1. God claims His share. All which seems rich and precious is first brought to Him. The holy fire reduces it to dust.
2. Provision is then made for those who ministered. The altar-servant never wants. They who leave all for God have all in God.
3. The offerer then takes his part and eats. We see the essence of true faith. It finds soul-sustenance in Jesu's work.
1. That in all things we should give thanks unto God. This is all the recompense which God requires for all His benefits.
2. That the best things are to be offered to God. Especially in spiritual duties "the fat" must be offered, that is, the heart and inward affection. well says, "Thy affection gives a name to thy work."
3. To abstain from all kinds of cruelty (ver. 17).
4. That all the parts and members of our body should be dedicated to God's service.
(A. Willet, D. D.)
(J. Cumming, D. D.)
(F. H. White.)
(S. H. Kellogg, D. D.) .
(J. Cumming, D. D.)
Proverbs 7:14 comes forth saying, "I have peace-offerings with me; this day have I paid my vows." She had actually gone up among the devoutest class of worshippers to present a thank-offering, and had stood at the altar as one at peace with God. Having now received from the priest those pieces of the sacrifice that were to be feasted upon, lo! she hurries to her dwelling and prepares a banquet of lewdness. She quiets her conscience by constraining herself to spend some of her time and some of her substance in His sanctuary. She deceives her fellow-creatures, too, and maintains a character for religion; and then she rushes back to sin without remorse. Is there nothing of this in our land? What means Christmas mirth after pretended observance of Christ's being born? What means the sudden worldliness of so many on the day following their approach to the Lord's Table? What means the worldly talk and levity of a Sabbath afternoon or evening after worship is done? Contrast with this the true worshipper, as he appears in Psalm 66. He has received mercies and is truly thankful. He comes Up to the sanctuary with his offerings, singing, "I will go into Thy house with burnt-offerings: I will pay Thee my vows, which my lips have uttered, and my mouth hath spoken, when I was in trouble." In the "burnt-offering" we see his approach to the altar with the common and general sacrifice; and next, in his "paying vows" we see he has brought his peace-offerings with him. Again, therefore, he says at the altar, "I will offer to Thee burnt sacrifices of fatlings." This is the general offering, brought from the best of his flock and herd. Then follow the peace-offerings. "With the incense of rams; I will offer bullocks with goats." Having brought his offerings, he is in no haste to depart, notwithstanding; for his heart is full. Ere, therefore, he leaves the sanctuary he utters the language of a soul at peace with God (vers. 16-20).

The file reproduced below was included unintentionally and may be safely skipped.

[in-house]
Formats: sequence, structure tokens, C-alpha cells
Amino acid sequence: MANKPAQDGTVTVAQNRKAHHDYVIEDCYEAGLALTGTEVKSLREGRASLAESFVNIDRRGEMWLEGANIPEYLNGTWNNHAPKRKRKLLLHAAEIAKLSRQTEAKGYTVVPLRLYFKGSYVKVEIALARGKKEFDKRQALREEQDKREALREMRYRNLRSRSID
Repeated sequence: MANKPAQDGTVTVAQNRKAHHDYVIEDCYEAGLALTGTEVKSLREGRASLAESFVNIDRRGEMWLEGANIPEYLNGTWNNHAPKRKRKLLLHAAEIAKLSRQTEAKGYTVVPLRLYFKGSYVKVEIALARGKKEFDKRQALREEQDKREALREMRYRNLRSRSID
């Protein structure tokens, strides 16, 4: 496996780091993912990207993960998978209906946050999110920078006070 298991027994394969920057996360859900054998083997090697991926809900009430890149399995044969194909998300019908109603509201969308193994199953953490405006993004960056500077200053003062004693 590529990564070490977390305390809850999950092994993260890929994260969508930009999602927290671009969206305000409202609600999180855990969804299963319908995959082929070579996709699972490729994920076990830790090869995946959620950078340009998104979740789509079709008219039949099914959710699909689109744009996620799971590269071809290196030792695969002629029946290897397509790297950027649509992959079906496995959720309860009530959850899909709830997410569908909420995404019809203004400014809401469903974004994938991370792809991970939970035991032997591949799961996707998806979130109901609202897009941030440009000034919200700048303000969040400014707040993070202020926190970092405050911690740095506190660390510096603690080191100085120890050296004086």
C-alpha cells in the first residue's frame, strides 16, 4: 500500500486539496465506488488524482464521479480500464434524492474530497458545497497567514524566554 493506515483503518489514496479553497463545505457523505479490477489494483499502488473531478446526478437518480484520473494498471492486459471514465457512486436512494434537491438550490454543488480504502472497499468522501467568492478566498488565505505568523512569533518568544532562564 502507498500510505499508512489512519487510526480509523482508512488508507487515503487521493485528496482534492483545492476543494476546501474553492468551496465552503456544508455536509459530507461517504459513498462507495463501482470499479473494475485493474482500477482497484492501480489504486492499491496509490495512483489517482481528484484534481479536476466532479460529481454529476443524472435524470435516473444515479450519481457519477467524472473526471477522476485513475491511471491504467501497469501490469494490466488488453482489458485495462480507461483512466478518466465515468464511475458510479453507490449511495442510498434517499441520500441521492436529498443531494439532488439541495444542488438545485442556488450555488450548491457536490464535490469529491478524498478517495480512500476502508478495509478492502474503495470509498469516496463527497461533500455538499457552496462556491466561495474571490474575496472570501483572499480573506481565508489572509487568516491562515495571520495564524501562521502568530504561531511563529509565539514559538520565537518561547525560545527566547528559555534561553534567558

(A. A. Bonar.)
Christian Age.When Russia was in one of her great wars the suffering of the soldiers had been long and bitter, and they were waiting for the end of the strife. One day a messenger in great excitement ran among the tents of the army shouting, "Peace! peace!" The sentinel on guard asked, "Who says 'Peace '?" And the sick soldier turned on his hospital mattress and asked, "Who says 'Peace'?" And all up and down the encampment of the Russians went the question, "Who says, 'Peace'?" Then the messenger responded, "The Czar says 'Peace.'" That was enough. That meant going home. That meant the war was over. No more wounds and no more long marches. So to-day, as one of the Lord's messengers, I move through this great encampment of souls and cry, "Peace between earth and heaven! Peace between God and man! Peace between your repenting soul and a pardoning Lord!" It you ask me, "Who says 'Peace'?" I answer, "Christ our King declares it." "My peace I give unto you"! "The peace of God that passeth all understanding."